Stories are what bring the work of the Foundation to life and help us understand the extent of the impact of what we do. As someone who has built a career working with people, I am drawn to the stories.
But these days, when businesses are becoming increasingly concerned with social value, how can we be sure that our stories are not just a PR stunt and that we are actually making a difference?
This is where the importance of data comes in. While data might seem a rather dull component of the Foundation’s work, it is absolutely key to helping us answer fundamental questions like: Are we really helping our customers and communities in the way they want? Which interventions are likely to have the most impact? Is our work really making a difference?
To make it easier to collate our data, last year, we launched Mi|Social, a tool which uses the National TOMs (Themes Measures and Outcomes). These are externally-verified proxy values which help us calculate the social return on investment of our community activities. Rather than simply reporting what we have invested or done, this method of reporting takes into account the impact on an individual and/or the local community.
The fact that we are starting to measure impact rather than the value is a big step in the right direction. It means we can demonstrate to our customers the difference we have made in their local communities. It means we can represent the value of our social value proposals in bids and tenders, making it even easier for customers to choose us for reasons beyond the quality of our buildings. And, it means we can confidently say that in 2018, we touched the lives of over 112,000 individuals.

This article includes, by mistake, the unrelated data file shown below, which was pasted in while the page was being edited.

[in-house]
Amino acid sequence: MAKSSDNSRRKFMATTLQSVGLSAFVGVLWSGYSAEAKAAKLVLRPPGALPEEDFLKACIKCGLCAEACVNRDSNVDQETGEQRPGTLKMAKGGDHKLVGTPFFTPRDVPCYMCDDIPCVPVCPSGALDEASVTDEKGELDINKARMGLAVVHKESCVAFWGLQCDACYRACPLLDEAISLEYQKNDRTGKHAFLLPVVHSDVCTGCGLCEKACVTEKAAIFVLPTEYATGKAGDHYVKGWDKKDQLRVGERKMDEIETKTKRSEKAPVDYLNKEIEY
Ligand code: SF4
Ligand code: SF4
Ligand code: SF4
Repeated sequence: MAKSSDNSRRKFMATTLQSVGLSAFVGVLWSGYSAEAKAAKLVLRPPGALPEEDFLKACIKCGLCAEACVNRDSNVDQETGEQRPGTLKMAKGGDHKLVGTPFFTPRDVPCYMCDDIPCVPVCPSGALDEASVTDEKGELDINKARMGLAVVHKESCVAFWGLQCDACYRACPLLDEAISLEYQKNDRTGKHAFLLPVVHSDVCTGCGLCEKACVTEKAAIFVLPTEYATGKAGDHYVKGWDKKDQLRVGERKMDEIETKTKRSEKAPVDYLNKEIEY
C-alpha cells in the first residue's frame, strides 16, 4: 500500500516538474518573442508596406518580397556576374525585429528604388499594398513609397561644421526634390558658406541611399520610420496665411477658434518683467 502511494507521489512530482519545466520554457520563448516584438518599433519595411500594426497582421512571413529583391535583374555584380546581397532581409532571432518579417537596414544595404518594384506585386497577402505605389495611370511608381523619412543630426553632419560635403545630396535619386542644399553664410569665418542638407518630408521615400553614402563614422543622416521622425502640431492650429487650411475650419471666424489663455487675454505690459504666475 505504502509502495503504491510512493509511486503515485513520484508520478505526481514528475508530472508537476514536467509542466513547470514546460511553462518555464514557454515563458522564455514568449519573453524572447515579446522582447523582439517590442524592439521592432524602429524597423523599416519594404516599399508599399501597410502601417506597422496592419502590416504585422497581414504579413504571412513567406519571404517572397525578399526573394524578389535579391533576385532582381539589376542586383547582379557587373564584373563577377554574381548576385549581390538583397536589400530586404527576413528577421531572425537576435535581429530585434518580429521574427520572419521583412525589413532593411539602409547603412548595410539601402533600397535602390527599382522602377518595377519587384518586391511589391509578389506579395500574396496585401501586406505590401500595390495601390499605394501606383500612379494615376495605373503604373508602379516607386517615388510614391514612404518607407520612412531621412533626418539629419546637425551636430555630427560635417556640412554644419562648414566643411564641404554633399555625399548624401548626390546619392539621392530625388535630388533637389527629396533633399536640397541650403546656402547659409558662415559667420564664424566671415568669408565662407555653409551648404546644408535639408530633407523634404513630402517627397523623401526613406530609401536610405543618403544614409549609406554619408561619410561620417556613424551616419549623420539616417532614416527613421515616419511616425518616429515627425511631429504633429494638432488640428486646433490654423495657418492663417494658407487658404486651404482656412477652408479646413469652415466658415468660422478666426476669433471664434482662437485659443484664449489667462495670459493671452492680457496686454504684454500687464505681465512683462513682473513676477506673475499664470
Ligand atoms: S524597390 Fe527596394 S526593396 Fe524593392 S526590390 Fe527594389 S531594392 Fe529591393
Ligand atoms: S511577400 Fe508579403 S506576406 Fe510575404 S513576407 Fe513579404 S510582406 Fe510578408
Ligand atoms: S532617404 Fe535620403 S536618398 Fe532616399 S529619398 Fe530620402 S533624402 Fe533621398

Having robust data encourages us to stretch ourselves. In 2013 we set ourselves a target to enhance the life chances of 10,000 young people by 2020. By the end of 2018, we were nearly 90% of the way there: our numbers serve as a reminder of what we are capable of, and motivate us to do more.
Looking ahead to 2019, we aim to create more opportunities, work with more fantastic social enterprises and share what we have learnt across the industry. We want to lead a culture of consistency when it comes to measuring social value across construction, and whilst we work on getting the numbers sorted - we must go back to our people. It is their experience and stories which give us the true impact. In 2018, they helped us achieve new firsts, such as supporting the launch of the first Prisoner Apprenticeship Pathway. In total, they dedicated 45,000 hours to community investment work – equivalent to around £1,485 per employee. They held 1,590 mock interviews, offered 700 work experience opportunities – and so it goes on. Here are a few of our people’s stories from 2018. I hope you find them as inspirational as I do.
Finally – I’d like to offer my thanks to everyone who made this possible – site teams, both within our supply chain and within Willmott Dixon, our supporting teams, and our wonderful legacy and community managers, who drive community investment through the business, who plan activities, who painstakingly input the resulting data, and who participate in our often heated, but always good-natured, debates about what counts and what doesn’t!